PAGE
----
I wasn’t expecting That.

As advertised the aire was between two windmills with a third one to the east, on top of an escarpment with fantastic views of both land and sky, very quiet, on the edge of a small town downhill, that couldn’t be seen through the trees.

Clockwise from top left; grindstones Windmill 2, Windmill 2. Windmill 3, Windmill 1

After the first night’s lightening display, last night’s starlight spectacular was also much appreciated, if it hadn’t been a tad chilly I’d’ve got the chair out and sat there for hours. I had the place all to myself both nights.

On taking LWD for her usual forced march yesterday morning,  guess what I discovered …


the guide book was correct; there are rather a lot of Bastide towns in this area and this was another of them!

🙂 🙂 🙂

The Bastide(a) Triangle

I had to laugh at myself earlier, I was sort of “head writing” this blog when I realised I was trying to translate it into French. Quoi?  What was phenomenal was that I was quite a way along before I got stuck for words – who said “You stuck for words – how unusual”?

Anyway, I’d discovered in my Eye Witness guide that there are lots of Bastide towns around here with three of them being pretty close to one another. To my delight the aires book informed me that each had a free aire. I took that as an indicator that we should visit les trois.

Monpazier was first up, the aire was fairly busy but I managed to find a spot that had us with a  modicum of personal space and we ended up staying 3 nights. The town was delightful and I imagine that there’s been a fair amount of sensitive restoration. As usual in this sort of place there were quite a few “artisan” shops and had I owned a home I could’ve furnished it very happily without going anywhere else, so I had a haircut instead!


Next up and all of 15km away was Villereal. It didn’t start well – the aire was being used as a builders yard – good job I had no intention of staying the night there. I got chatting to a lady in the town centre and commented on the contrast between the two towns, Villereal being very dilapidated and tatty, in much need of TLC. She explained that each Mayor has his own budget for restoration and that all budgets are not created equal. If it weren’t for the fact that there is a little work being done I’d’ve thought the town’s budget was zero. I had a quick coffee and we left. (They didn’t even sell decent fridge magnets.)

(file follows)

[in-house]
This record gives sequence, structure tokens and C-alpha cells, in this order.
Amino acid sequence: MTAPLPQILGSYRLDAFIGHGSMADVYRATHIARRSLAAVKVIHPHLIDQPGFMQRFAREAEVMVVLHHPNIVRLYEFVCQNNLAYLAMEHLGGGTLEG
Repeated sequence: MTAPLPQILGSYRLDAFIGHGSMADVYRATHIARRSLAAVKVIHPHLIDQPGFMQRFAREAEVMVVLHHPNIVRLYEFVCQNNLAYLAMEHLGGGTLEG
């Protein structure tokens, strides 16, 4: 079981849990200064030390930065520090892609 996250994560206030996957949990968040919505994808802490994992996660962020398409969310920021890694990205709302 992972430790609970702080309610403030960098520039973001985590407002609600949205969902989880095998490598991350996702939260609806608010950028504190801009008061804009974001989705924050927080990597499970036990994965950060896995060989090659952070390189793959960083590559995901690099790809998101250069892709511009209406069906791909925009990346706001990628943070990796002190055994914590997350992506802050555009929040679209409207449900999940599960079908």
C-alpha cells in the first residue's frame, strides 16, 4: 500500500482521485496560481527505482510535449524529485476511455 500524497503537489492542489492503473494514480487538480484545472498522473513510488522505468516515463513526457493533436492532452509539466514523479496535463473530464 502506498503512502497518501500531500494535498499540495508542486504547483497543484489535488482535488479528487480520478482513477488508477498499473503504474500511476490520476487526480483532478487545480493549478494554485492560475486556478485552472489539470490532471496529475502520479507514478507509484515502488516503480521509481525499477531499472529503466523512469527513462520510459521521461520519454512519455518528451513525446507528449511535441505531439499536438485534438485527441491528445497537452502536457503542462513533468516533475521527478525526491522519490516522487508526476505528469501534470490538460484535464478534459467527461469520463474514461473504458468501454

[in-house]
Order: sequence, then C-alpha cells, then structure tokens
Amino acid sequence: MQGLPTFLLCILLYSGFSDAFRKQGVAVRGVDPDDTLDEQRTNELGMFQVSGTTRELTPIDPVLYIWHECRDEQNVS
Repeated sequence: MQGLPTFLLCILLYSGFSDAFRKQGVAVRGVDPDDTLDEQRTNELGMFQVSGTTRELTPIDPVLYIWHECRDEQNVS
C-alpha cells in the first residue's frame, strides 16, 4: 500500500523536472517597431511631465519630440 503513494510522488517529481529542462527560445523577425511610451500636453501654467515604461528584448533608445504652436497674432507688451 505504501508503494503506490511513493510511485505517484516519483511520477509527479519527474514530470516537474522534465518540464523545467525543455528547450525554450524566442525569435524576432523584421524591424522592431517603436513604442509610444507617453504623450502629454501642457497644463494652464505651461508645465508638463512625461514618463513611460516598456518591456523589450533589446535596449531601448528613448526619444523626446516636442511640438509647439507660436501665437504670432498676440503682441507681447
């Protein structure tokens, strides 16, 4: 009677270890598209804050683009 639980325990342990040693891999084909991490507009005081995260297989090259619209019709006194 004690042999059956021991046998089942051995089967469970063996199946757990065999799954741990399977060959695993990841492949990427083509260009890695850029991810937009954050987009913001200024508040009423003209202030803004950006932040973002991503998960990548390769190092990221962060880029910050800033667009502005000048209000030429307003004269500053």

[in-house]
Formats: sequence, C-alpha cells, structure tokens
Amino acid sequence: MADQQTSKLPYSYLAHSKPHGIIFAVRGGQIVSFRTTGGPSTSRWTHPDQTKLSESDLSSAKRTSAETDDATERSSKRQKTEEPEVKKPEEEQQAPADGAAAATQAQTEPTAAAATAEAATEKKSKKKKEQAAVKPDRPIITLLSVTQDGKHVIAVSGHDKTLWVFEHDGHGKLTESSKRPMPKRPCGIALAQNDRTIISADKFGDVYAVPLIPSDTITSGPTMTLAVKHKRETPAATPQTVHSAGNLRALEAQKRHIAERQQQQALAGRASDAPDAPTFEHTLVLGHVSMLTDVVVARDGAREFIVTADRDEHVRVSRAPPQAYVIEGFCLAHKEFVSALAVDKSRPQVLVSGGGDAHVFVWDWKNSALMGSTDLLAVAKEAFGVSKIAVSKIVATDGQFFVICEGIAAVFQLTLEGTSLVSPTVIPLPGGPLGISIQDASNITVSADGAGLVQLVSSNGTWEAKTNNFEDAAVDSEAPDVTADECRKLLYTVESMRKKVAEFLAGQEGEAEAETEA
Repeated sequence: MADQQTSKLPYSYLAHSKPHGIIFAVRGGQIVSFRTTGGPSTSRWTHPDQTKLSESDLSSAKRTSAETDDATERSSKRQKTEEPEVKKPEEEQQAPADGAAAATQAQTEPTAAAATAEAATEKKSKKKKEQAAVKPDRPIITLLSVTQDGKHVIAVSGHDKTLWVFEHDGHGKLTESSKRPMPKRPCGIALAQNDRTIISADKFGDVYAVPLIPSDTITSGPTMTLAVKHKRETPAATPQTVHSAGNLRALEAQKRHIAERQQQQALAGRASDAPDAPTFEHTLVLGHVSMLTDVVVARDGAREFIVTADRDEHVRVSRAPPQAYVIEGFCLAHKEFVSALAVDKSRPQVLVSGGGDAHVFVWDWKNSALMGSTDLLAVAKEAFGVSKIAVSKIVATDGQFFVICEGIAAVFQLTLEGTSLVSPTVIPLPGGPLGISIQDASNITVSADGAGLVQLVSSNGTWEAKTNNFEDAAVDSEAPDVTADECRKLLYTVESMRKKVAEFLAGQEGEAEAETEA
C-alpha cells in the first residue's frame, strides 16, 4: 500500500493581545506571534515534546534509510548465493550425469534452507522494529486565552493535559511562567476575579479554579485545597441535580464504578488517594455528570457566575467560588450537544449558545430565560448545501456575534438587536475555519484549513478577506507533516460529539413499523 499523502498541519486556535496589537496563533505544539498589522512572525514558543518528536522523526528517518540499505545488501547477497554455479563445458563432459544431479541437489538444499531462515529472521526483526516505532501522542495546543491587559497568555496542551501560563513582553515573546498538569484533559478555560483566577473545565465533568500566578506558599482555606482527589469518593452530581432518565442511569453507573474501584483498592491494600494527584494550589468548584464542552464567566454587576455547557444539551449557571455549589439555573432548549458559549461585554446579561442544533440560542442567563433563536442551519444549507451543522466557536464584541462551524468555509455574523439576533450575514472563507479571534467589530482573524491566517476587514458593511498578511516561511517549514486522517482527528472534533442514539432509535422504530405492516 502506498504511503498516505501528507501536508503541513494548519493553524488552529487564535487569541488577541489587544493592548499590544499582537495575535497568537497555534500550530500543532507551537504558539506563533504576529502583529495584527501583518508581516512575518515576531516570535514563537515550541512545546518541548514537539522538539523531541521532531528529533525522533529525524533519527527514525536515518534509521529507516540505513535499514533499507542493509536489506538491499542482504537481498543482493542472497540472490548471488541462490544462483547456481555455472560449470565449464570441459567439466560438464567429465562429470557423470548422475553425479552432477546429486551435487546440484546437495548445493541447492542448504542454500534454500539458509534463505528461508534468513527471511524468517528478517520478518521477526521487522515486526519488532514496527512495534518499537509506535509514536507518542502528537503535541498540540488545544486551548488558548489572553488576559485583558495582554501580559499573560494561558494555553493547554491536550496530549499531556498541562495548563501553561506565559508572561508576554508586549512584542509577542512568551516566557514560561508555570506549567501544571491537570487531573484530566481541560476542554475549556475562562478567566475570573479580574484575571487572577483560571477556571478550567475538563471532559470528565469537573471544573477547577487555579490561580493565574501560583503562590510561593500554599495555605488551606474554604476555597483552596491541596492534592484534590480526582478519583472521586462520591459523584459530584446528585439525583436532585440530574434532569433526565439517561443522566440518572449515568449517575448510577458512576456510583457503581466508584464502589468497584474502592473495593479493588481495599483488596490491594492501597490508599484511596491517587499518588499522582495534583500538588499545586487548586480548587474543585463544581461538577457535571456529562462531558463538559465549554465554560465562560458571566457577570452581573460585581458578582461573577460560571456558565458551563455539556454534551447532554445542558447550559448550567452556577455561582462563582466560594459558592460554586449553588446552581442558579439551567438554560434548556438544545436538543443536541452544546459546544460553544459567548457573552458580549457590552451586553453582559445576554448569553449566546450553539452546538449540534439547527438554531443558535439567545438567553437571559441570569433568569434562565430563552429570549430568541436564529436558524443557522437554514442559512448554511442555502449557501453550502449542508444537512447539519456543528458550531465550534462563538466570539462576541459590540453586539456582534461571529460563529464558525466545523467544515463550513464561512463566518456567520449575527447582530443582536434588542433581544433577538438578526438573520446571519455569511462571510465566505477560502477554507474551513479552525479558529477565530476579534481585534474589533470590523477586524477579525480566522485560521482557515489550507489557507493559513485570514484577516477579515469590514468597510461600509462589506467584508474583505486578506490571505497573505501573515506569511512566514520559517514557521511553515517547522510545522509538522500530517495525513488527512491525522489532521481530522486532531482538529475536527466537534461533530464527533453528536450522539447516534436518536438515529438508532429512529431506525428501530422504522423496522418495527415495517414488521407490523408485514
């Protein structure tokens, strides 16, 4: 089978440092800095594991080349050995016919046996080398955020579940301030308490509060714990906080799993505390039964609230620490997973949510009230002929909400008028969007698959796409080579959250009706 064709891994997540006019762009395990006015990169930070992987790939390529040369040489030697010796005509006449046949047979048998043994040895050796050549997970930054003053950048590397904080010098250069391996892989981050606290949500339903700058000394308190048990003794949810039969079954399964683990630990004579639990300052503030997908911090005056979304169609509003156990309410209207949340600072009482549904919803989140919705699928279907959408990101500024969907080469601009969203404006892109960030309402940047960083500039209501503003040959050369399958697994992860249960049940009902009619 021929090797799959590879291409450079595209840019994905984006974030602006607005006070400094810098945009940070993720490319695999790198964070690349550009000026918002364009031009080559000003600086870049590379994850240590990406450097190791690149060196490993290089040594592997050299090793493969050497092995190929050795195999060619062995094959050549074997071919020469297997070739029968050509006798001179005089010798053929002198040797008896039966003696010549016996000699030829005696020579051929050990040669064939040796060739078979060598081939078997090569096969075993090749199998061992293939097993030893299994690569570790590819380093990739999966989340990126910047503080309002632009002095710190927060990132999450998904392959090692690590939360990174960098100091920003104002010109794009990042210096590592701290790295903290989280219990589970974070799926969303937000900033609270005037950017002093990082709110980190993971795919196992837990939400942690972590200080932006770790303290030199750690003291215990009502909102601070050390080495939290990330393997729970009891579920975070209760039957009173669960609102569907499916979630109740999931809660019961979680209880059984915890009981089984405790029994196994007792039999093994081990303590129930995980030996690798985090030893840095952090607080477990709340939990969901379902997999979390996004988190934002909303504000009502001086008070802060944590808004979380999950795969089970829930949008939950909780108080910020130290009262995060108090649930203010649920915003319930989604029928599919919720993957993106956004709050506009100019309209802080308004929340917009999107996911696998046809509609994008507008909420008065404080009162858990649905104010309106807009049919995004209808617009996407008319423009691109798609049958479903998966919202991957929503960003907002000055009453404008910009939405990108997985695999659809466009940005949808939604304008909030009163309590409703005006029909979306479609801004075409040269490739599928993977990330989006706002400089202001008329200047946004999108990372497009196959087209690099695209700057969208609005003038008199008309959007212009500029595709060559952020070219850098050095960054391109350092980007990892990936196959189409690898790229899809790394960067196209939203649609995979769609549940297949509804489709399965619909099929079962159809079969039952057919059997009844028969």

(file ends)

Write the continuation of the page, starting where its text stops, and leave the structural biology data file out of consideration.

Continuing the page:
Monflanquin, a further 16 km, and completion of the triangle – well I haven’t a clue. There were supposed to be two aires, the only one I found, and I looked hard was tatty and a very long hike from the town. I couldn’t even find a car park that could accommodate us; so we left. And that was when I got the idea for the Bastide(a) Triangle – a bit unlucky and we could’ve disappeared into thin aire!



Unfortunately my alternative aire for the night at Cahors was full and a height barrier has been installed so the advertised overspill parking was not available. So I gave up on viewing the medieval pedestrianised bridge. By this time I was completely fed-up with farting around and looked in the guide for somewhere else close by.

The idea of an aire next door to a windmill amongst a line of windmills caught my imagination, and here we are with splendid views, the aire all to ourselves and a wee thunderstorm for entertainment.

Oh, and the hair cut is great …

🙂 🙂 🙂

Hit and miss

Leaving Parthenay I changed the coordinates in the sat nag three times, couldn’t make up my mind where I wanted to go. Two weeks to fill and I was right out of ideas. Eventually we arrived at Périgueux. I perked up immediately as we drove through the town and I spotted the cathedral and another, definitely medieval looking building. The aire is by the river and the walk alongside it into the historic centre very pleasant.

LWD was subjected to yet another march around but she was bursting with pride when a group of Americans decided to photograph her. She posed to perfection preferring being the subject of the lens rather than just hanging round waiting for me to train my lens elsewhere, I think she may even have forgiven me.

I’ve done some research (looked at the travel guide!) and it’s off to Sarlat tomorrow and more old buildings and then to Cahors. My regular reader may have become aware of my penchant for a bit of a gorge and the upcoming little drive around another gorge or two as recommended by my guide, may not come as a surprise. The Célé and the Lot (again) being the starring rivers.

Périgueux is a definite hit, glad I didn’t miss it …

🙂 🙂 🙂

Failed extortion attempt

With a view like this to wake up to, who wouldn’t stay another night?


I frog-marched LWD around the medieval citadel of Parthenay this morning. The weather was warm and bright and with the antibiotics kicking in I’m feeling better and brighter. The old walled citadel sadly has seen much better days; I estimate at least 70% of the businesses were permanently closed, however there was some evidence of restoration and rejuvenation. This place has quite a history and the locals seem keen to preserve it.



We walked down to the river so I could photograph the rickety bridge from below the ramparts, LWD was on point as we trip-trapped along but failed to alert me to the possibility of an ambush – the photographs below may be used in evidence at the upcoming trials against The Billy Goats Gruff for attempted extortion and against the Troll for conspiracy, aiding and abetting.



This afternoon whilst pumping Vitamin D to help my immune system and serotonin levels I contemplated whether I travel to blog or blog to travel but came to no particular conclusion. I’m sure it doesn’t matter …

Okay Regular Reader, you got me – I sunbathed.

I’ve no idea what the temp was but LWD wilted and it felt hot to me …

🙂 🙂 🙂

Undeserved reputation